Dealing with colorism is more complicated than we think
I grew up in sunny California, where springtime is defined by the sweet scent of blooming flowers and pure, unblemished blue skies, where hardly a day of summer goes by without the sun turning all that the eye can see into a warm, pleasant orange light. I do remember, however, that my childhood days of playing outside were always overseen by a figure who stood in stark, shadowy contrast to the bright lightness and carelessness around her – my mother, who always donned her huge straw sun hat , when we left the house and sought solace in the shade while I played, treating the sun as if even a fleeting touch would threaten her ever-pale skin. I remember wondering even now whether such extreme caution was worth it, whether pallor really was enough to sacrifice the simple, irreplaceable pleasure of sunlight on bare skin.
Of course, at the time, I had little idea of the concept of Colorism, not to mention its ever-present, ongoing influence on a global scale.
Colorism, defined as prejudice against people because of their darker skin color, is an often unrecognized extension of racism. Both are systematic products of ingrained institutions of colonialism and social hierarchy, which continue to influence the aesthetic, ideological, and cultural facets of modern society, although colorism exhibits subtle differences in its historical origin and cultural association within individual ethnic communities. Broadly speaking, the colorism present in African-American communities is most directly related to the European colonial project and slavery, while the colorism for Asian communities can best be understood by first distinguishing between countries included and excluded in European colonialism efforts . In colonized countries like Vietnam or the Philippines, whiteness as a cultural ideal is derived from western communities, which came to value whiteness as a sign of high social status. In East Asian countries without such a direct connection with the western world, colorism can be traced more directly to the gradual association of pale skin with the leisure class, as the manual labor demanded by the working class required more time outdoors and a subsequent darker complexion.
Regardless of its origin, it is important to recognize that the perpetuation of this divide rests on notions that go well beyond white skin, which is merely an indicator of higher social status. Rather, it is also based on the notion that comparatively white skin represents beauty and serenity, while darker skin represents the exact opposite: ugliness, wildness, and inferiority. The implication of this—that members of a minority group have greater worth if they are lighter in complexion—introduces perhaps the most reprehensible aspect of colorism: that it pits people of the same ethnic minority against one another. Although racism can be similarly internalized and practiced within a community, colorism has much more obvious implications for the way members of an ethnic group compete for positions close to whites.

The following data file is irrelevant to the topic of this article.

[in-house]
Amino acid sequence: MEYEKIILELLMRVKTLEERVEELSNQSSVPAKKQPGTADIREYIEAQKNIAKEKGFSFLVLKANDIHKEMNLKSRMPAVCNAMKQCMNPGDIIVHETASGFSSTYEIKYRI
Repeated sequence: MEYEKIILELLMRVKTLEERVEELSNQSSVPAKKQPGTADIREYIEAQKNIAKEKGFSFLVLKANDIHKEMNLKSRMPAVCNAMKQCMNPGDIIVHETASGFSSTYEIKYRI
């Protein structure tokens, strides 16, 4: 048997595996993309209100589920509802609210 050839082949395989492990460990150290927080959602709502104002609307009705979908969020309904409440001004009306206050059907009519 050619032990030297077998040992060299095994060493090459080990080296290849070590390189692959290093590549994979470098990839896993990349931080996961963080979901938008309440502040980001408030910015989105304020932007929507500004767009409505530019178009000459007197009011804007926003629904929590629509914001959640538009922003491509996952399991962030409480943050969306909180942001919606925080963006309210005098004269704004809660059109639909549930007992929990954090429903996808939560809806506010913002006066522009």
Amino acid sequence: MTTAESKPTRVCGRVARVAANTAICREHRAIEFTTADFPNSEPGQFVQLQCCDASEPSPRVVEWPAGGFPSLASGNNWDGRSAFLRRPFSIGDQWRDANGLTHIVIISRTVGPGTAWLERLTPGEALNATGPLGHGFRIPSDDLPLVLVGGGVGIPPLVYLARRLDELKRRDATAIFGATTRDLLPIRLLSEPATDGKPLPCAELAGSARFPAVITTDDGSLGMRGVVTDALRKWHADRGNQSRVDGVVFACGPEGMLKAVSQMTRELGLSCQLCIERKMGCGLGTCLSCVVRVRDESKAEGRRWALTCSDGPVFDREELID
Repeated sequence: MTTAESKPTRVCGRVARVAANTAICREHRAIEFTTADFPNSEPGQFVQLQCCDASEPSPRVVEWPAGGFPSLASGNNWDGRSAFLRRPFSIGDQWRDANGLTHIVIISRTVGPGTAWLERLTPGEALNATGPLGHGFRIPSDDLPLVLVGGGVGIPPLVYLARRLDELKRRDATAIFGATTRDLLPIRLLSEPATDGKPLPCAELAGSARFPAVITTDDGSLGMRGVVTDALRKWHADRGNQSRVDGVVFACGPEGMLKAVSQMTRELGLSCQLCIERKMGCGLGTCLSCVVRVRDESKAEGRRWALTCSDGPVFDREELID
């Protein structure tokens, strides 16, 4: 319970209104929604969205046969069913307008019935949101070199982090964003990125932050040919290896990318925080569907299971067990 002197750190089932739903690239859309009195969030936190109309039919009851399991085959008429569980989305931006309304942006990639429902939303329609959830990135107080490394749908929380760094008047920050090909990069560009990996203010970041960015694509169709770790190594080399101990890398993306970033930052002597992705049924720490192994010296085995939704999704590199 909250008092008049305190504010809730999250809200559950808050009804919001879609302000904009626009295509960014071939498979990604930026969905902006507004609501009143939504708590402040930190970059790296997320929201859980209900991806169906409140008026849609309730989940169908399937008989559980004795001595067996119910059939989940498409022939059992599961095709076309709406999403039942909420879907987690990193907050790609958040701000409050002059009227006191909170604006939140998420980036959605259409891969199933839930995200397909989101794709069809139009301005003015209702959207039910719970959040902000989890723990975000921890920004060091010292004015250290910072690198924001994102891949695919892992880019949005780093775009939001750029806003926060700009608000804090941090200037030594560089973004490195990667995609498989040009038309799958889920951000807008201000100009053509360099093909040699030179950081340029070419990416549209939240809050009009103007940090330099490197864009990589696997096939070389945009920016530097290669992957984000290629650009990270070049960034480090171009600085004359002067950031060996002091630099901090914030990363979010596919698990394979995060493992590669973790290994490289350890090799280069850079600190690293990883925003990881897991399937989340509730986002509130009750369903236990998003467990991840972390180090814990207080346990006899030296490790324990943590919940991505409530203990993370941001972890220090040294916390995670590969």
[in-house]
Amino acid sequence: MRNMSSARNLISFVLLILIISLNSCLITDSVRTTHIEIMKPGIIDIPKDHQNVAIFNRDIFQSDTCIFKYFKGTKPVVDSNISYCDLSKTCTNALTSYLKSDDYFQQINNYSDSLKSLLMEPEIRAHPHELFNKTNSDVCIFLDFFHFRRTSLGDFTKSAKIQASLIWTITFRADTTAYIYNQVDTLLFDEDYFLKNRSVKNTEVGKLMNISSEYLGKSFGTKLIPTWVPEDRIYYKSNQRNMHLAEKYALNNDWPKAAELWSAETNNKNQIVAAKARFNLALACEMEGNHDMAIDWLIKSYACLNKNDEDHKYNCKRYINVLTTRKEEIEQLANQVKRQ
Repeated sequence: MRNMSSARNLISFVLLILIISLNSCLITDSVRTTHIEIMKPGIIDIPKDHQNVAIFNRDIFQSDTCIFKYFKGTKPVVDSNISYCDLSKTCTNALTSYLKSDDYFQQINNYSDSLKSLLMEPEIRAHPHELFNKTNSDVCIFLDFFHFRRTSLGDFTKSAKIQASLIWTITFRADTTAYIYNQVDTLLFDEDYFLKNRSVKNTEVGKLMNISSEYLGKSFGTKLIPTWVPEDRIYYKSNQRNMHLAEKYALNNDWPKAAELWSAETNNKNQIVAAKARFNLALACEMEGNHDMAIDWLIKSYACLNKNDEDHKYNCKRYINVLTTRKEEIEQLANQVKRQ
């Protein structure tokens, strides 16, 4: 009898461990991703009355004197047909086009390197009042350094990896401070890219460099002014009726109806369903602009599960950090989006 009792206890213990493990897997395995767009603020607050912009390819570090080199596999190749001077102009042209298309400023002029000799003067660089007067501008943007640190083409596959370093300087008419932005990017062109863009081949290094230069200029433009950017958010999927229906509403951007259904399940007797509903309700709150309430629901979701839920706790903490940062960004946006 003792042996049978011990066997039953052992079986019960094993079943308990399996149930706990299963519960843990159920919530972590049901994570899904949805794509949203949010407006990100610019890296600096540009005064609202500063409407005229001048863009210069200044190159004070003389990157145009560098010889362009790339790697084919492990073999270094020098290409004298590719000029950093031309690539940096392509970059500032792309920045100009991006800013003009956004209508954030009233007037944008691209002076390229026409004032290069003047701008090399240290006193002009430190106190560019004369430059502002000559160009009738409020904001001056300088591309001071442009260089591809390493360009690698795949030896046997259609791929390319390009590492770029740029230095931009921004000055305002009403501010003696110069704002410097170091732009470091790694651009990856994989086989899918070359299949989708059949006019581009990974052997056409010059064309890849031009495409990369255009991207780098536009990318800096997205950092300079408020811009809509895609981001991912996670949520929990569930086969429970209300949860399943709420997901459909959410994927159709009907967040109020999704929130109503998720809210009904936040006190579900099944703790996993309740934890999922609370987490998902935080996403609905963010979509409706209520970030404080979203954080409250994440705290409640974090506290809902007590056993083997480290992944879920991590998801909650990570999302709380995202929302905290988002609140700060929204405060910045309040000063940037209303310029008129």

Indeed, the internalization of a white aesthetic ideal is so ingrained that many of us are unaware of the extent to which it is constantly being reinforced. One of the most glaring examples of this can be understood through careful consideration of what we collectively consider to be the physical “default”. Let’s say if a character in a book is of unspecified ethnicity, how do we imagine them until they are more specifically described? Why do we have such a different perception of shows with an all-Black or all-Asian cast versus a show with an all-white cast? The answer lies in the way whiteness has become background in a figure-ground analogy through which people of color are made visible – the first thing that comes to mind when we see a notable aspect of media, that of white Ideal deviates, is mostly an observation about your deviation from the standard setting.
On closer inspection, however, America’s relationship to the white ideal is complicated. While pale skin tends to be judged independently in Asian countries and can be viewed more as a spectrum – with the lightest skin having the highest value and decreasing the further one deviates from this ideal – in America “white” is not defined solely by the complexion of the own skin. Instead, it’s often collectively defined by the presence of Eurocentric traits, meaning that while ‘tan’ has indeed become something of a cultural ideal, it’s not because whiteness has become less valuable. In fact, the idealization of darker skin presupposes the presence of other Eurocentric facial features, which means that darker skin as a positive adjunct to beauty is a privilege reserved only for those who already have a close adherence to the physical definition of whiteness. Even today, the effect of a white ideal goes beyond pure aesthetics; numerous studies show the connection between whiteness and higher economic and social standing.
That being said, how can we begin to combat this phenomenon of modern society, where whiteness has gone from being a cultural ideal to some sort of cultural imperative that offers all sorts of economic and social benefits? In a way, change happens on an individual basis – in other words, by confronting your own inner prejudices and challenging yourself to adopt a mindset separate from cultural norms. It is not enough, however, to acknowledge the vice that the aesthetic and cultural ideal of whiteness inflicts on modern society. In order to really achieve any semblance of systematic change, it is crucial that media representation as a whole changes.
Simply put, feeling beautiful regardless of skin color shouldn’t be a privilege — it should be the norm.